Demand for graphic paper — the type of paper most frequently used in mail — had been steadily declining until the COVID-19 pandemic, when both demand and subsequent production plummeted sharply.
There were several reasons for the graphic paper shortage, including changes in paper production, price increases in paper-making materials, and disruptions in the global supply chain.
The shortage affected the Postal Service’s internal operations, which relies on graphic paper as a key component of operational items such as stamps, envelopes, labels, and postal marketing direct mail.
Mailing stakeholders were also affected by the graphic paper shortage, which caused some direct mailers to shift their mailing strategies, switch paper products, or downsize their mail campaigns.
The paper market has experienced volatile fluctuations over the past decade. The COVID-19 pandemic increased demand for packaging paper as ecommerce rose, leading to a decline in the production of graphic paper and graphic paper products. In this Research Insights paper, the OIG examined the major causes of the graphic paper shortage and its effects on the Postal Service and its stakeholders.
Between 2000 and 2022, graphic paper production declined due to digitalization and a rise in ecommerce, and graphic paper prices increased between 2017 and 2022. Supply chain issues stemming from a global pandemic, international sanctions, and labor strikes further affected paper production.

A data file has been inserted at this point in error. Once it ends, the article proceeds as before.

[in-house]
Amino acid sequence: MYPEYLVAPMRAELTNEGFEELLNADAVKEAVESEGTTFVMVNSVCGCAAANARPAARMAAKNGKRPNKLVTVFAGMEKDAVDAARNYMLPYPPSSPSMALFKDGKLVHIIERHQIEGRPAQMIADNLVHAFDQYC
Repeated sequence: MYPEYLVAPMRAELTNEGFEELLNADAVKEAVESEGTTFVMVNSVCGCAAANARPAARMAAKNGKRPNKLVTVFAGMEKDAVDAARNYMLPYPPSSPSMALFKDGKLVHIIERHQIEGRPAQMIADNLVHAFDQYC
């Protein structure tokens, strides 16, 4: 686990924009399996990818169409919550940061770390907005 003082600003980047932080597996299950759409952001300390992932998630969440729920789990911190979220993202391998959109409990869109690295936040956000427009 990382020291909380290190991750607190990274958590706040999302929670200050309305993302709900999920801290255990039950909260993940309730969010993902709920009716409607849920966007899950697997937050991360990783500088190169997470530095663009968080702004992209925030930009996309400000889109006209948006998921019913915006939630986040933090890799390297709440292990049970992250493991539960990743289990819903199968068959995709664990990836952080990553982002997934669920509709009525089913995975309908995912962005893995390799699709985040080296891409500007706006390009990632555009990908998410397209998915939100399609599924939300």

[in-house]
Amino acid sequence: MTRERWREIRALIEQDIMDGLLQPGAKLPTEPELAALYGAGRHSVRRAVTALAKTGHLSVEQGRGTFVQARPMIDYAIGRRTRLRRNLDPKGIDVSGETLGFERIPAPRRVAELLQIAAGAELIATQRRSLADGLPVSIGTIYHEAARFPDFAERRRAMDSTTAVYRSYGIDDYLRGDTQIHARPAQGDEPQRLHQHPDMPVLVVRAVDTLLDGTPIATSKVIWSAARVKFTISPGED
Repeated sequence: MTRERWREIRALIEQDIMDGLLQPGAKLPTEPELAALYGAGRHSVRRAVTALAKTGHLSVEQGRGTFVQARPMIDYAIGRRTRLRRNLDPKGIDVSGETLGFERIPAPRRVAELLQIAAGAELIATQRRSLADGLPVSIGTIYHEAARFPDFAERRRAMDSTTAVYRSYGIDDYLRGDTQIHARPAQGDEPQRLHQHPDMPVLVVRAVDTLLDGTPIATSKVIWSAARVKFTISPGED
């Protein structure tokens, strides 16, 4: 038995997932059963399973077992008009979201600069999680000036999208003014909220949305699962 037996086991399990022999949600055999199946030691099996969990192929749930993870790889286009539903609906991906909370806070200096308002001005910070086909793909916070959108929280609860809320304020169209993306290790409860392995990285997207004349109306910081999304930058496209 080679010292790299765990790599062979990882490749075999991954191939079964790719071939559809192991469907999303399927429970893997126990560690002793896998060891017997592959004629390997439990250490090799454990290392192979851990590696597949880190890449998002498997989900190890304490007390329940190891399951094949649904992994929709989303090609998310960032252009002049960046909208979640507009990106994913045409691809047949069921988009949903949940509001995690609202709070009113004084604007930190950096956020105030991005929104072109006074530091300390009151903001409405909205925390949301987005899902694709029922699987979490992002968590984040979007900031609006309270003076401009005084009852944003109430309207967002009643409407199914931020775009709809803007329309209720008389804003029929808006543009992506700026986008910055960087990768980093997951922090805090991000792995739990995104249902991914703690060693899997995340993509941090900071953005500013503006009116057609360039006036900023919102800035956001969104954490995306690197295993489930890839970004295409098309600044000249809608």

Paper products are vital to the Postal Service’s business model. A graphic paper shortage can affect the Postal Service’s supply of essential operational items such as stamps, envelopes, labels, and postal marketing direct mail. The Postal Service monitors the paper market and has noted an improvement in the availability of several paper products as of late 2022.
Mailing stakeholders were also affected by the graphic paper shortage. For instance, some direct mailers shifted their mailing strategies by using different types of paper or downsizing the number of mail pieces in their mail campaigns. The Postal Service has worked with mailers to test new paper types for machinability and offered promotions to offset rising postage costs for direct mail innovations.